There’s no doubt that it’s really hard to find good staff nowadays. So Japan’s H.I.S hospitality group, who own Henn-na in the heart of Tokyo’s upmarket shopping district, have taken a revolutionary step and installed very lifelike androids to look after the check-in process.
And although at first, no one seemed to be complaining about the presence of the machines, it seems that their good days are over.
The advantages of hiring robots
The hotel manager used to laugh by saying that the android work hard, don’t require a break and are never in a bad mood, plus the guests seemed to always be happy at the sight of the robot employees. So the management decided to let aprpoximately 243 robots run the hotel.
The robots, some of which were dinosaurs, were responsible for every aspect of the hotel including check-in, luggage collection, concierge, and in-room assistance.
Robots taking over people’s jobs apparently used to be a great switch in the services business considering that managers look for high productivity and the robots are good for that.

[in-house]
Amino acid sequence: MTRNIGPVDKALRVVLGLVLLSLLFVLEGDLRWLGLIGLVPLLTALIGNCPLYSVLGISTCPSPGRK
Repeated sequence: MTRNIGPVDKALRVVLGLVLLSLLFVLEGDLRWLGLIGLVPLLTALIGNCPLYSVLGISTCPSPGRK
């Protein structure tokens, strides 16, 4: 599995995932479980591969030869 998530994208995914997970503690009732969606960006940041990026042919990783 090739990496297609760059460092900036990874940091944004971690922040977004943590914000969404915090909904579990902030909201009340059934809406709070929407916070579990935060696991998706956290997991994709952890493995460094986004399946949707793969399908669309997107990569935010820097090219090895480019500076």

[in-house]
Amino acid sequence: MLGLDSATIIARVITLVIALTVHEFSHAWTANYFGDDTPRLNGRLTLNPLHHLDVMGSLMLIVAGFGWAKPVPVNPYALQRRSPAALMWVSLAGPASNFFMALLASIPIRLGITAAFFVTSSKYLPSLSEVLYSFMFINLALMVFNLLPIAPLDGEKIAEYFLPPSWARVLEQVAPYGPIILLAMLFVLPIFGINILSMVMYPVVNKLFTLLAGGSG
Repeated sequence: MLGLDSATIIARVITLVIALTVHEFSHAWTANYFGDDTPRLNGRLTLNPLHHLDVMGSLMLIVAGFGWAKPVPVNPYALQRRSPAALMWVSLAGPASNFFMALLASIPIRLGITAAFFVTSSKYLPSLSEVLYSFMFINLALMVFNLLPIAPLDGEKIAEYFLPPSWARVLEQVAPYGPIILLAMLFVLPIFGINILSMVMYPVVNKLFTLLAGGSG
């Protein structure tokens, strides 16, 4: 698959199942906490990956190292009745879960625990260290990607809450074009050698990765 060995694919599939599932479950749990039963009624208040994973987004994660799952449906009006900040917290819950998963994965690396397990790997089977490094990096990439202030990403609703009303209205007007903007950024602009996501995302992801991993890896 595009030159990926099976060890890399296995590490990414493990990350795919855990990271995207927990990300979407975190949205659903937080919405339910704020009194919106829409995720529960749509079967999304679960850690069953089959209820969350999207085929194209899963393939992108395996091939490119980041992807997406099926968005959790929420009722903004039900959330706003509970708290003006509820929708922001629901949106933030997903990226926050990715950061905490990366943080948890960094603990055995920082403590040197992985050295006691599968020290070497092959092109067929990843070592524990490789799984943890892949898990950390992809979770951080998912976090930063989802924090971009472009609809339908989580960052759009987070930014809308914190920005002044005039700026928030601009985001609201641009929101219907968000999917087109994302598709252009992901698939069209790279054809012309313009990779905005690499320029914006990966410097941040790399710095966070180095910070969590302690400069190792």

Plus, every business is searching for ways to integrate the latest technologies into their business so using robots at the front desk, for example, seemed like a natural move.
Android employees have limitations too
Of course, there are limitations to android abilities. Even if they speak several languages, they’re not able to point you in the right direction, just like a human would.
So, right now, it seems robot domination in the workforce won’t be happening anytime soon.
The hotel, who promoted itself for having a predominantly droid staff – recently fired half of its robot workers.
Unfortunately, malfunctions forced the hotel to rethink its staffing approach. Hotel guests were becoming more reliant on human staff to help with basic tasks such as photocopying passports.
On the funnier yet disturbing note, one hotel guest had trouble with the in-room assistance when it mistook his snoring for a request. The robot woke him up by asking, “Sorry, I couldn’t catch that. Could you repeat your request?”, as reported in the Wall Street Journal.
Other guests complained the concierge wasn’t all that helpful with their iPhone assistant Siri finding information in just seconds.
The reception, concierge and bell hop duties will now all be completed by human employees, putting an end to the hotel’s robotic dream, only three years after powering up.
So, humanity doesn’t have to worry about robots taking over the hotel business just yet.